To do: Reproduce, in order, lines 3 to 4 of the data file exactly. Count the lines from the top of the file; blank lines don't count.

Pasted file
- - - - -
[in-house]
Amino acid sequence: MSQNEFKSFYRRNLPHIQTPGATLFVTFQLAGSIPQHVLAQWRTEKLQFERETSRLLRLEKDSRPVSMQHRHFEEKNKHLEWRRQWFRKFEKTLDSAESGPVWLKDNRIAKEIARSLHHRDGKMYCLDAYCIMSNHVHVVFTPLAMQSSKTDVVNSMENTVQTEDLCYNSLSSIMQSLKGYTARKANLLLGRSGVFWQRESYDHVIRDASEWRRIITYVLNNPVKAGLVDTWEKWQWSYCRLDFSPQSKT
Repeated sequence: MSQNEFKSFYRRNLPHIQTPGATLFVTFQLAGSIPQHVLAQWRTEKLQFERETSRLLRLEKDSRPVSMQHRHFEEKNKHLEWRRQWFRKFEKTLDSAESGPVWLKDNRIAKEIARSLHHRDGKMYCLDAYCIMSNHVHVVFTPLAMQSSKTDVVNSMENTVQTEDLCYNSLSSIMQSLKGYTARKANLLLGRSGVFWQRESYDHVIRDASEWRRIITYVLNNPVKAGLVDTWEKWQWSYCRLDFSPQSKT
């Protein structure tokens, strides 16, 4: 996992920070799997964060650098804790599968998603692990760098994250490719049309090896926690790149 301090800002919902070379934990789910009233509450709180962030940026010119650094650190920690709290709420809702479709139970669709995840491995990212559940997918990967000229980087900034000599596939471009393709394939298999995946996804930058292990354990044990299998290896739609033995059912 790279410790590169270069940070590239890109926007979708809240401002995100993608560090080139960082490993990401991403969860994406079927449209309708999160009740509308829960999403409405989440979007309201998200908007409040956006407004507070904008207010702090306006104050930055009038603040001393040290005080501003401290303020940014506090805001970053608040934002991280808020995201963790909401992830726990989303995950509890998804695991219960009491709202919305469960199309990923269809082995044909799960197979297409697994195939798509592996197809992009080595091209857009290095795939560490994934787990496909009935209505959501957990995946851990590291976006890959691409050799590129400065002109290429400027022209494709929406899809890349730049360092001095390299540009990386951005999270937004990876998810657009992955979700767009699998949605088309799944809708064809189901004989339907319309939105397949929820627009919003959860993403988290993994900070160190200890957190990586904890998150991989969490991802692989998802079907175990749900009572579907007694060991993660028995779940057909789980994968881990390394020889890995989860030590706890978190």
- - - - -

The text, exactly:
Repeated sequence: MSQNEFKSFYRRNLPHIQTPGATLFVTFQLAGSIPQHVLAQWRTEKLQFERETSRLLRLEKDSRPVSMQHRHFEEKNKHLEWRRQWFRKFEKTLDSAESGPVWLKDNRIAKEIARSLHHRDGKMYCLDAYCIMSNHVHVVFTPLAMQSSKTDVVNSMENTVQTEDLCYNSLSSIMQSLKGYTARKANLLLGRSGVFWQRESYDHVIRDASEWRRIITYVLNNPVKAGLVDTWEKWQWSYCRLDFSPQSKT
């Protein structure tokens, strides 16, 4: 996992920070799997964060650098804790599968998603692990760098994250490719049309090896926690790149 301090800002919902070379934990789910009233509450709180962030940026010119650094650190920690709290709420809702479709139970669709995840491995990212559940997918990967000229980087900034000599596939471009393709394939298999995946996804930058292990354990044990299998290896739609033995059912 790279410790590169270069940070590239890109926007979708809240401002995100993608560090080139960082490993990401991403969860994406079927449209309708999160009740509308829960999403409405989440979007309201998200908007409040956006407004507070904008207010702090306006104050930055009038603040001393040290005080501003401290303020940014506090805001970053608040934002991280808020995201963790909401992830726990989303995950509890998804695991219960009491709202919305469960199309990923269809082995044909799960197979297409697994195939798509592996197809992009080595091209857009290095795939560490994934787990496909009935209505959501957990995946851990590291976006890959691409050799590129400065002109290429400027022209494709929406899809890349730049360092001095390299540009990386951005999270937004990876998810657009992955979700767009699998949605088309799944809708064809189901004989339907319309939105397949929820627009919003959860993403988290993994900070160190200890957190990586904890998150991989969490991802692989998802079907175990749900009572579907007694060991993660028995779940057909789980994968881990390394020889890995989860030590706890978190």